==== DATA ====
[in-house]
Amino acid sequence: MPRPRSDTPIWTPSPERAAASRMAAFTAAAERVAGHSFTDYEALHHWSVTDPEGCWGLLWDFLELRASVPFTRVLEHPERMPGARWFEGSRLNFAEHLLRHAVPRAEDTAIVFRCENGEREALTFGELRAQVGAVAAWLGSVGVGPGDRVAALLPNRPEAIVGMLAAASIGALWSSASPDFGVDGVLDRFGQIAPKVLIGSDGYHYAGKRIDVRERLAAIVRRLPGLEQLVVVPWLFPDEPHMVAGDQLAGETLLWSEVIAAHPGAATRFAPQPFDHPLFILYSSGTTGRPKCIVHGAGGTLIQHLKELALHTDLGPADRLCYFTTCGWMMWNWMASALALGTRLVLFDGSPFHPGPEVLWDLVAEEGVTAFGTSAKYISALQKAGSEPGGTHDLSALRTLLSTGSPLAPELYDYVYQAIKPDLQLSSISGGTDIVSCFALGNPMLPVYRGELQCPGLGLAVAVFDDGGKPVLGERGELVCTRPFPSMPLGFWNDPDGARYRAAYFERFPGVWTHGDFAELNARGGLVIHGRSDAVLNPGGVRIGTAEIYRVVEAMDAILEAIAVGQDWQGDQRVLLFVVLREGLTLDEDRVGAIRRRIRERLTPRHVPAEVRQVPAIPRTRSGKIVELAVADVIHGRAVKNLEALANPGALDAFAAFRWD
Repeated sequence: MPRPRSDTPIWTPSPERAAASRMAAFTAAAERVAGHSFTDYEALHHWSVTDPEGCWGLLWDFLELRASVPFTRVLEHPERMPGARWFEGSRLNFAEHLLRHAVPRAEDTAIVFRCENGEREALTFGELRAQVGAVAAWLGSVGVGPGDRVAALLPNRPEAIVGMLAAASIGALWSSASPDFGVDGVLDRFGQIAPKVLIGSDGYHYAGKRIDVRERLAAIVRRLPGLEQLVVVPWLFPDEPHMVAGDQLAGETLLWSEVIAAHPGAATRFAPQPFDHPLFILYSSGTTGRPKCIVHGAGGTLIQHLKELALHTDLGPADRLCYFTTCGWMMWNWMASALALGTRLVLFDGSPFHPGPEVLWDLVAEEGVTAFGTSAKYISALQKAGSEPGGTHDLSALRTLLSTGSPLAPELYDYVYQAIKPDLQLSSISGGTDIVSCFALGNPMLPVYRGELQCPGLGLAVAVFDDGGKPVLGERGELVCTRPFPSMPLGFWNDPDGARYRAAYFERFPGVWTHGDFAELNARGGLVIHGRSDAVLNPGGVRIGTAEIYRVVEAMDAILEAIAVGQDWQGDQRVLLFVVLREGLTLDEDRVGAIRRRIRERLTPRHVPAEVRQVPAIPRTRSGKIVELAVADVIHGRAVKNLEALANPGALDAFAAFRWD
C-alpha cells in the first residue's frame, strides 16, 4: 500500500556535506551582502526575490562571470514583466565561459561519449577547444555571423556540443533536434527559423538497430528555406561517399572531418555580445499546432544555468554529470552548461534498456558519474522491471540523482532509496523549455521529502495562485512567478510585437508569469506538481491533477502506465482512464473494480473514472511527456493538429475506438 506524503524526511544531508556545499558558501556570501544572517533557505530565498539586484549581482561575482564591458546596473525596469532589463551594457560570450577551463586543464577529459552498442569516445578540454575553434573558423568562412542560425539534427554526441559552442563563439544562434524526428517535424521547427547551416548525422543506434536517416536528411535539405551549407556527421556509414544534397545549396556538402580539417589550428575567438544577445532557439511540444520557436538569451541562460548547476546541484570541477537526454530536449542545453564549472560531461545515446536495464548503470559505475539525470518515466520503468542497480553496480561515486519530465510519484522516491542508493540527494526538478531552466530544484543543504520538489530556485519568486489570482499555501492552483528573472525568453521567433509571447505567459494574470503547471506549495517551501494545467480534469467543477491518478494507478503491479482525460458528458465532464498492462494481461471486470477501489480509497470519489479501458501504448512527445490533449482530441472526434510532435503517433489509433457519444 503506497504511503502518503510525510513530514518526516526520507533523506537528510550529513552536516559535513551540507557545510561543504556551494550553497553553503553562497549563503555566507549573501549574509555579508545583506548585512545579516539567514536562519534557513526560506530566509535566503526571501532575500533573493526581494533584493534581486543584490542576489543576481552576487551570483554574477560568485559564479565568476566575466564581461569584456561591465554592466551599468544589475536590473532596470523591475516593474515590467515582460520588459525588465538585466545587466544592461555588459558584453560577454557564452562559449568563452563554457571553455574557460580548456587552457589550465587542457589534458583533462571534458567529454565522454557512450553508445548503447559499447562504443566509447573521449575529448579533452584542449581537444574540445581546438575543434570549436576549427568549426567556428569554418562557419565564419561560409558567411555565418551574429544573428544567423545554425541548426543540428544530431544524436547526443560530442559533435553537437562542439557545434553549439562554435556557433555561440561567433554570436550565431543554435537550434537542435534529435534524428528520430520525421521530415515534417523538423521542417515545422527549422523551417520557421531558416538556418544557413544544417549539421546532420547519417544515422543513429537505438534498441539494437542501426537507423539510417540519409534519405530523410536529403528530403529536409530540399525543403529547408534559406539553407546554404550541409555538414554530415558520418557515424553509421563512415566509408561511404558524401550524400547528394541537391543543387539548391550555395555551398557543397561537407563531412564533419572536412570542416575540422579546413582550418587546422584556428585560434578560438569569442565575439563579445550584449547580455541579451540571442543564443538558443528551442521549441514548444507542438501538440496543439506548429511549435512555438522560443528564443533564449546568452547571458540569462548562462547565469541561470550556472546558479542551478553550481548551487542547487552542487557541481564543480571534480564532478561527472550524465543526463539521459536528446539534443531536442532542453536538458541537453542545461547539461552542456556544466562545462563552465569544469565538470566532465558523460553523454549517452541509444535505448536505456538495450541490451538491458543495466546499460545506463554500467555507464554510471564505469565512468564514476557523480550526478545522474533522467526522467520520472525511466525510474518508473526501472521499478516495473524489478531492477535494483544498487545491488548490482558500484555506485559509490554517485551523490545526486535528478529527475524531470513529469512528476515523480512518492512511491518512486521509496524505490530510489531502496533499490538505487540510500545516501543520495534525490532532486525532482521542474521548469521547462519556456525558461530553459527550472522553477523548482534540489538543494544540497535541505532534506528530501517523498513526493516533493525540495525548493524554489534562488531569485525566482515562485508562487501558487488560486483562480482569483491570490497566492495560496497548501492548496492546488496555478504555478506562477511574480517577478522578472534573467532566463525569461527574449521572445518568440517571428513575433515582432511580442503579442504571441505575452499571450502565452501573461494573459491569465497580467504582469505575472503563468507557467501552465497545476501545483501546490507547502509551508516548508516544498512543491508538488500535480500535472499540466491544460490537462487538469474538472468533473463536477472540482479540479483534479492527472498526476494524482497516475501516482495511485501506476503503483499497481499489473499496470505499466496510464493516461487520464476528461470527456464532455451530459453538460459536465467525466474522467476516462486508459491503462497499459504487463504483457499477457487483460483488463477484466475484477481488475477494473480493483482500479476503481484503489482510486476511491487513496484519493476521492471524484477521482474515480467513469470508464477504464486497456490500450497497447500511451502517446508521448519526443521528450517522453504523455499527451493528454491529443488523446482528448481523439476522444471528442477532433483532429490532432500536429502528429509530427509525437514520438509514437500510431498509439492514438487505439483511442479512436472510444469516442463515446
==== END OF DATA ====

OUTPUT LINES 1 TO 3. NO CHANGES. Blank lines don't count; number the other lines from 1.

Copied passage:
[in-house]
Amino acid sequence: MPRPRSDTPIWTPSPERAAASRMAAFTAAAERVAGHSFTDYEALHHWSVTDPEGCWGLLWDFLELRASVPFTRVLEHPERMPGARWFEGSRLNFAEHLLRHAVPRAEDTAIVFRCENGEREALTFGELRAQVGAVAAWLGSVGVGPGDRVAALLPNRPEAIVGMLAAASIGALWSSASPDFGVDGVLDRFGQIAPKVLIGSDGYHYAGKRIDVRERLAAIVRRLPGLEQLVVVPWLFPDEPHMVAGDQLAGETLLWSEVIAAHPGAATRFAPQPFDHPLFILYSSGTTGRPKCIVHGAGGTLIQHLKELALHTDLGPADRLCYFTTCGWMMWNWMASALALGTRLVLFDGSPFHPGPEVLWDLVAEEGVTAFGTSAKYISALQKAGSEPGGTHDLSALRTLLSTGSPLAPELYDYVYQAIKPDLQLSSISGGTDIVSCFALGNPMLPVYRGELQCPGLGLAVAVFDDGGKPVLGERGELVCTRPFPSMPLGFWNDPDGARYRAAYFERFPGVWTHGDFAELNARGGLVIHGRSDAVLNPGGVRIGTAEIYRVVEAMDAILEAIAVGQDWQGDQRVLLFVVLREGLTLDEDRVGAIRRRIRERLTPRHVPAEVRQVPAIPRTRSGKIVELAVADVIHGRAVKNLEALANPGALDAFAAFRWD
Repeated sequence: MPRPRSDTPIWTPSPERAAASRMAAFTAAAERVAGHSFTDYEALHHWSVTDPEGCWGLLWDFLELRASVPFTRVLEHPERMPGARWFEGSRLNFAEHLLRHAVPRAEDTAIVFRCENGEREALTFGELRAQVGAVAAWLGSVGVGPGDRVAALLPNRPEAIVGMLAAASIGALWSSASPDFGVDGVLDRFGQIAPKVLIGSDGYHYAGKRIDVRERLAAIVRRLPGLEQLVVVPWLFPDEPHMVAGDQLAGETLLWSEVIAAHPGAATRFAPQPFDHPLFILYSSGTTGRPKCIVHGAGGTLIQHLKELALHTDLGPADRLCYFTTCGWMMWNWMASALALGTRLVLFDGSPFHPGPEVLWDLVAEEGVTAFGTSAKYISALQKAGSEPGGTHDLSALRTLLSTGSPLAPELYDYVYQAIKPDLQLSSISGGTDIVSCFALGNPMLPVYRGELQCPGLGLAVAVFDDGGKPVLGERGELVCTRPFPSMPLGFWNDPDGARYRAAYFERFPGVWTHGDFAELNARGGLVIHGRSDAVLNPGGVRIGTAEIYRVVEAMDAILEAIAVGQDWQGDQRVLLFVVLREGLTLDEDRVGAIRRRIRERLTPRHVPAEVRQVPAIPRTRSGKIVELAVADVIHGRAVKNLEALANPGALDAFAAFRWD